VOLANTE Elina Lukas takes a 15-hour flight from the UK to Argentina, with Easter Island on her must-see list—with memorable sights and countries to cross en route
Photographed by the author
Elina Lukas is a correspondent and photographer for Lucire.
There are corners of the world less travelled. Parts that you need to explore yourself, without a tour guide.
I was never the one to choose an all-inclusive resort where you can bask in the sunlight for days on end. Adventure always called my name. The narrow roads in the mountains of Madeira and walks to nowhere with the native cows in Goa would always have my vote.
Growing up in the post-Soviet era was almost like growing up in Latin America (if Latin America was full of snow). Surrounded by the drama of telenovelas, I felt like Milagros was my sister, I shared the pain of Juan Carlos’ unreturned love. I had never envisioned myself walking the same streets of Buenos Aires that my favourite characters walked in the ’90s. But there I was.
Buenos Aires, a vibrant, cosmopolitan city, greeted me with a smile and packet of garrapiñada in its back pocket. Although Argentina takes up a reasonable chunk of South America, it does not feel a 15-hour flight away from London. A clear influence from the early Spanish discoverers is what allows us to enjoy the somewhat familiar architectural shapes. Casa Rosada, the iconic presidential palace (coloured in pink, as the name suggests), is glistening in the sun by the centre of the city, Plaza de Mayo. Teatro Colón, a spectacular (it really is!) 1908 opera house with over two thousand seats across multiple levels, is another must-see attraction, even for those that do not enjoy all 23 of Mozart’s piano concerts like some of us do.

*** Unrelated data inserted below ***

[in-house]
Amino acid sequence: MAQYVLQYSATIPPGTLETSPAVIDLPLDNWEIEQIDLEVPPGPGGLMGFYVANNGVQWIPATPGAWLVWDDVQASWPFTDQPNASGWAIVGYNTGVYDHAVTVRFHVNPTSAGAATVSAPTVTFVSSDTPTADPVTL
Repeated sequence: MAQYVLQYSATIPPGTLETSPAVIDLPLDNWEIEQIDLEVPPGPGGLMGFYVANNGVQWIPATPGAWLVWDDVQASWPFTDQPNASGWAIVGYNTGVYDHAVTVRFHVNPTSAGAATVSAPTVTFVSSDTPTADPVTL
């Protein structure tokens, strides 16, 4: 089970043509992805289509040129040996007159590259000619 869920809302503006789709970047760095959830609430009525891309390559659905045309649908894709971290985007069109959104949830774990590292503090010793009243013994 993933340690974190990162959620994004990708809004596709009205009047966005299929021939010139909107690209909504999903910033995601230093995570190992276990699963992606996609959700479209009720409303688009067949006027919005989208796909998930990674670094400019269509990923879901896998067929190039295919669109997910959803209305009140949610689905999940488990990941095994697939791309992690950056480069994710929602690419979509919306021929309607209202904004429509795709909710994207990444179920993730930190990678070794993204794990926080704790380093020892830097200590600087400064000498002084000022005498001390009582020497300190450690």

Lively, friendly and assuming everyone can speak Spanish, the citizens of Buenos Aires add to the charisma of the city. And some of it takes you back a few decades, with the smell of revolution prevalent in the air. Protests, paralysing the entire heart of the city, seem to be a pencilled into the inhabitants’ diaries as they are a regular occurrence.
I took advantage of Argentina’s convenient location and decided to wonder into neighbouring countries. Colonia del Sacramento, Uruguay, can be reached by ferry within a few hours (you also get to enjoy the view) and Santiago de Chile is merely a short flight away. Uruguay, previously part of Argentina, constitutionalized in 1830, feels like a teenager that has proclaimed its independence because its parents don’t understand it. Beach-lined coasts, tiny heladerias and locals without a care in the world offer that little escape we all crave.
The same, however, cannot be said about Santiago. A prominent difference in the local accents, a strange multitude of sushi bars and a 99 per cent guaranteed view on the Andes make it very clear: you’re in Chile. Although, I must admit that waking up to a glorious view on the snowy mountain tops in 30°C heat and flying through them on the way back as if you are in an unseen Lord of the Rings quest is an experience of its own, Santiago was a means of getting somewhere more special (sorry, Santiago!). I wanted more than to be caught up in the hustle and bustle of the local markets, and more than being able to enjoy stunning red wine for the price of water.
My destination lay far in the Pacific Ocean, nearly four thousand kilometres away from the mainland. The most remote inhabited land on Earth, with some of the world’s most mysterious objects and a fair few stray chickens. There, in the middle of nowhere, lay Easter Island.
It is hard to explain how my heart fluttered when I set foot on land in Rapa Nui. I felt the closest I could probably feel to a Polynesian settler in 800 CE. This fascinating island, covered in 70 vents from three main volcanoes—Poike, Rano Kau and Terevaka—is where time stops. Being able to look into the eyes of the Moais, believed to be repositories of sacred spirits watching over the villagers, is truly a once-in-a-lifetime adventure. It makes you wonder what life on the island would have been like if it were not for the brash Europeans that nearly brought the population of Rapa Nui to extinction through slavery and disease. But that is a whole other story … •
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